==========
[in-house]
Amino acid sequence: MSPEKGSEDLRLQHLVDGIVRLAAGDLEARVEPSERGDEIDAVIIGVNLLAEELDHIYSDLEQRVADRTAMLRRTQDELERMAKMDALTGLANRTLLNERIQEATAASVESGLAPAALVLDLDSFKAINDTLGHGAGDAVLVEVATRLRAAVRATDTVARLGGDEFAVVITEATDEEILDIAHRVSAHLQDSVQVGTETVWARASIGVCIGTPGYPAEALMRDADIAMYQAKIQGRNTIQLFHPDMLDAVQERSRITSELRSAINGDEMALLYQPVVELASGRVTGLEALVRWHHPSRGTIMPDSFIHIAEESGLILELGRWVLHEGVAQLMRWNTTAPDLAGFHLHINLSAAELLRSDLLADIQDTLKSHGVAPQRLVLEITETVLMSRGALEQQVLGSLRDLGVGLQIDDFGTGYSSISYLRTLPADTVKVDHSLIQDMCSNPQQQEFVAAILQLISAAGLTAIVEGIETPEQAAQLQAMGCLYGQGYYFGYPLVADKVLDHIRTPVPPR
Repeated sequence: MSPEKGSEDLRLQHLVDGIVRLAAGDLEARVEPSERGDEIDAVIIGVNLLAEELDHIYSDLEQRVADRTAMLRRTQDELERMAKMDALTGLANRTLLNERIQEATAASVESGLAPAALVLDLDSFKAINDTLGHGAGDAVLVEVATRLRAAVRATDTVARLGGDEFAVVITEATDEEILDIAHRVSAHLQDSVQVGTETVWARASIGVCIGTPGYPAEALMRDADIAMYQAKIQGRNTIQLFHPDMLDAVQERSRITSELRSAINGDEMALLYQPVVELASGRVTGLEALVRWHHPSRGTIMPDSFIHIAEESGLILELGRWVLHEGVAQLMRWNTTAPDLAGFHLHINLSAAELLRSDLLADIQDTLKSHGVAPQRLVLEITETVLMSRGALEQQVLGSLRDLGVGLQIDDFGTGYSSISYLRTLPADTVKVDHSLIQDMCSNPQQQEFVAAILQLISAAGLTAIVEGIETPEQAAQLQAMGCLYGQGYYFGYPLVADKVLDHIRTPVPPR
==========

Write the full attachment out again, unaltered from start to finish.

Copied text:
[in-house]
Amino acid sequence: MSPEKGSEDLRLQHLVDGIVRLAAGDLEARVEPSERGDEIDAVIIGVNLLAEELDHIYSDLEQRVADRTAMLRRTQDELERMAKMDALTGLANRTLLNERIQEATAASVESGLAPAALVLDLDSFKAINDTLGHGAGDAVLVEVATRLRAAVRATDTVARLGGDEFAVVITEATDEEILDIAHRVSAHLQDSVQVGTETVWARASIGVCIGTPGYPAEALMRDADIAMYQAKIQGRNTIQLFHPDMLDAVQERSRITSELRSAINGDEMALLYQPVVELASGRVTGLEALVRWHHPSRGTIMPDSFIHIAEESGLILELGRWVLHEGVAQLMRWNTTAPDLAGFHLHINLSAAELLRSDLLADIQDTLKSHGVAPQRLVLEITETVLMSRGALEQQVLGSLRDLGVGLQIDDFGTGYSSISYLRTLPADTVKVDHSLIQDMCSNPQQQEFVAAILQLISAAGLTAIVEGIETPEQAAQLQAMGCLYGQGYYFGYPLVADKVLDHIRTPVPPR
Repeated sequence: MSPEKGSEDLRLQHLVDGIVRLAAGDLEARVEPSERGDEIDAVIIGVNLLAEELDHIYSDLEQRVADRTAMLRRTQDELERMAKMDALTGLANRTLLNERIQEATAASVESGLAPAALVLDLDSFKAINDTLGHGAGDAVLVEVATRLRAAVRATDTVARLGGDEFAVVITEATDEEILDIAHRVSAHLQDSVQVGTETVWARASIGVCIGTPGYPAEALMRDADIAMYQAKIQGRNTIQLFHPDMLDAVQERSRITSELRSAINGDEMALLYQPVVELASGRVTGLEALVRWHHPSRGTIMPDSFIHIAEESGLILELGRWVLHEGVAQLMRWNTTAPDLAGFHLHINLSAAELLRSDLLADIQDTLKSHGVAPQRLVLEITETVLMSRGALEQQVLGSLRDLGVGLQIDDFGTGYSSISYLRTLPADTVKVDHSLIQDMCSNPQQQEFVAAILQLISAAGLTAIVEGIETPEQAAQLQAMGCLYGQGYYFGYPLVADKVLDHIRTPVPPR